The Swiss Federal Polytechnical School, commonly called the Polytechnic, was a new kind of college, a so-called technische Hochschule, primarily devoted to producing teachers. As such, it stood a notch below the great universities such as Heidelberg, Berlin, or Göttingen that Albert would have been entitled to attend had he finished the Luitpold. (In fact, under German law, a degree from a Hochschule would not even qualify him to be an officer in the unlikely event he ever fulfilled his military duty. Hermann, as Albert's guardian, had filed a request asking that his son be relieved of his citizenship in the state of Württemberg, of which, by birth, Albert was a citizen, and it was granted on January 28, 1896, thereby eliminating the German army from Albert's future.)
Its secondary status notwithstanding, the Polytechnic was not eager to take in young Einstein. In general, entrants to the school were at least eighteen and had achieved the Matura, or high school diploma; Albert was two years younger and had few credentials other than his own cockiness and the math teacher's certificate. The polytechnic director, Albin Herzog, wrote to Gustav Maier,19 an Einstein family friend in Zurich: "According to my experience it is not advisable to withdraw a student from the institution in which he had begun his studies even if he is a so-called child prodigy." Herzog's advice was that Albert complete his general studies, but if the Einsteins insisted, he would waive the age rule and let Albert take the entrance exam.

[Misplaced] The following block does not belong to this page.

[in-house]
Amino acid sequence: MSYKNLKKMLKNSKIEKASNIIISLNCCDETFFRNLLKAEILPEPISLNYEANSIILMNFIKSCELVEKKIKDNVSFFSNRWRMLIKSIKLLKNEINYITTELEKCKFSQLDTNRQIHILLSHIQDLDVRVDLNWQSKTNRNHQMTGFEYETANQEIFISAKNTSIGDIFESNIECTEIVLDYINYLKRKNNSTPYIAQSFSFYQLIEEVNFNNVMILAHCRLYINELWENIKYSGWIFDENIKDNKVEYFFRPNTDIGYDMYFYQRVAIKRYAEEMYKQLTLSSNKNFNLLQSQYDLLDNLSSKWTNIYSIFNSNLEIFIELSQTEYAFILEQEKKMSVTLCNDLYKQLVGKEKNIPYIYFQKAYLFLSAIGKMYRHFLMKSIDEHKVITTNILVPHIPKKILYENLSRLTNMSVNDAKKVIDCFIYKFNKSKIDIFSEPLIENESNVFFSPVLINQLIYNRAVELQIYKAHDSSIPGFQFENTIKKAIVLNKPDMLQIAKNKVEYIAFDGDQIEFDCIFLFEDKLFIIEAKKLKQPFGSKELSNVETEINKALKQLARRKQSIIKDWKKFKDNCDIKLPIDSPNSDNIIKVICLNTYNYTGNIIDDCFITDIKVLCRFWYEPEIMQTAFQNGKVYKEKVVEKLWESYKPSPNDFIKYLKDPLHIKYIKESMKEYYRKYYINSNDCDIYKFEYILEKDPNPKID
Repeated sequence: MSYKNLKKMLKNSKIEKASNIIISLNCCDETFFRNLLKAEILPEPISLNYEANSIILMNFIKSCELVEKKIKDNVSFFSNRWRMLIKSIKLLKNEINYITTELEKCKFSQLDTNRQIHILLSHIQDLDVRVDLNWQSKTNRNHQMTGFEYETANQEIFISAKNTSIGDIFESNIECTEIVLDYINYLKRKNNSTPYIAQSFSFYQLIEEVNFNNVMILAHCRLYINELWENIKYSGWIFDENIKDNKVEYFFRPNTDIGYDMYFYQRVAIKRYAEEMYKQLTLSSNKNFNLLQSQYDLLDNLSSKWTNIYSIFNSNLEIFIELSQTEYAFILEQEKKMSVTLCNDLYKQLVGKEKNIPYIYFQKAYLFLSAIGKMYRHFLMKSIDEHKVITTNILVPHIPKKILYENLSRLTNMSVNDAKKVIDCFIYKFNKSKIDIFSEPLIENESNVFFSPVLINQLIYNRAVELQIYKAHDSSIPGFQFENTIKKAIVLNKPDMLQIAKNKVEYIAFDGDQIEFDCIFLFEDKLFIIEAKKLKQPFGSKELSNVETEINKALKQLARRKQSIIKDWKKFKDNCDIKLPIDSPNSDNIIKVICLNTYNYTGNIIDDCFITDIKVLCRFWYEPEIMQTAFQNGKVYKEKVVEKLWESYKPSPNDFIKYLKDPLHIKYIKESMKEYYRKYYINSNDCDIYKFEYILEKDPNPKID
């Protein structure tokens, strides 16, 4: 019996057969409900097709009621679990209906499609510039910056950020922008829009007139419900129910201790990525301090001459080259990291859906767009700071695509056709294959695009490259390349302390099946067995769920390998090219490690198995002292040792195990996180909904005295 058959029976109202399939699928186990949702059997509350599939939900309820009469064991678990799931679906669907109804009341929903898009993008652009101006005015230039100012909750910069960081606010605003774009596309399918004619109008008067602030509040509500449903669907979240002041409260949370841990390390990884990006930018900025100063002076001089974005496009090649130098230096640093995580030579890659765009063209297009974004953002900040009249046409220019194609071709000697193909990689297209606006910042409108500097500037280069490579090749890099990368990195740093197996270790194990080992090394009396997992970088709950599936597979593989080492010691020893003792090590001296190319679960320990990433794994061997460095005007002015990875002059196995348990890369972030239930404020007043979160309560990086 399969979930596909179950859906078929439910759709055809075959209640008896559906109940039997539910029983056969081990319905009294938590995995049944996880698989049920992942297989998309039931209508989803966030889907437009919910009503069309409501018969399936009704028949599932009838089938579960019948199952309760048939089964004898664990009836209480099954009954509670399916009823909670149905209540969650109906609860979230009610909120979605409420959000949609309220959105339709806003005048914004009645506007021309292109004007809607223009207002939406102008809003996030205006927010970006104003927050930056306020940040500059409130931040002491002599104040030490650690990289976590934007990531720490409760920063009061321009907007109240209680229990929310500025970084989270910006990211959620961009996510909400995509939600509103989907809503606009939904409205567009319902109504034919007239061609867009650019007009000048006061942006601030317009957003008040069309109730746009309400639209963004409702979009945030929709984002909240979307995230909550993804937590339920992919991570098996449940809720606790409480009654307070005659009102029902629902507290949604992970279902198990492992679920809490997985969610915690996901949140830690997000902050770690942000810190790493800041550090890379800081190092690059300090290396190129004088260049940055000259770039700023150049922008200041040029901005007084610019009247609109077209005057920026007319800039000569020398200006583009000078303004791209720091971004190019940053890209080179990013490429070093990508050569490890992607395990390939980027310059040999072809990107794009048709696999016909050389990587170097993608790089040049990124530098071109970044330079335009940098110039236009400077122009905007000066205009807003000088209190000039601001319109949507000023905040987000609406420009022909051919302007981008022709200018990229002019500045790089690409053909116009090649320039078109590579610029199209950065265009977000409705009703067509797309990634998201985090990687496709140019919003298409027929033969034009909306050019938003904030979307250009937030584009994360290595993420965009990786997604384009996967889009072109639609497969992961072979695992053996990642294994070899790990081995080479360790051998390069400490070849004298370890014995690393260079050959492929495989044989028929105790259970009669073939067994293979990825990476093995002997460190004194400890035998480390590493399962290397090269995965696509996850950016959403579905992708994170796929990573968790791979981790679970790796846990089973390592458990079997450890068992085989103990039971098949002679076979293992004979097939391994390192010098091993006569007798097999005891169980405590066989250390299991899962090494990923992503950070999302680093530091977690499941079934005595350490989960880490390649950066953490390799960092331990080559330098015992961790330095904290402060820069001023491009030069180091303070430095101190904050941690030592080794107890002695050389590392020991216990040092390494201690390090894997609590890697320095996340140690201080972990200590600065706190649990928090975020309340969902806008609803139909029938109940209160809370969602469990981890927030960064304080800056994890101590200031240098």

Which Albert did in September of 1896, doing well enough on the math and physics part of the exam that Heinrich Weber, the head of the physics department, invited him to attend lectures if he stayed in Zurich. But Albert did so poorly in languages and history that Herzog sent him back for another year in secondary school.
The place Herzog sent him was just thirty minutes outside of Zurich in the pretty town of Aarau, in the canton of Aargau. The Aargau Canton School there was one of the best-regarded in Switzerland and had a liberal reputation. It was just down the road from the site of an experimental school founded by the famous educational reformer Heinrich Pestalozzi.20
The fall semester was already starting, so Albert was shuffled quickly out to Aarau, nestled alongside the Aare River, which streamed from the Bernese Alps to the Rhine. Maier arranged for him to stay with the family of Jost Winteler, who taught history and philology at the school. This was not an unusual arrangement; that same year Albert's cousin Robert Koch-son of Julie and Caesar-also attended Aargau and boarded with the Wintelers.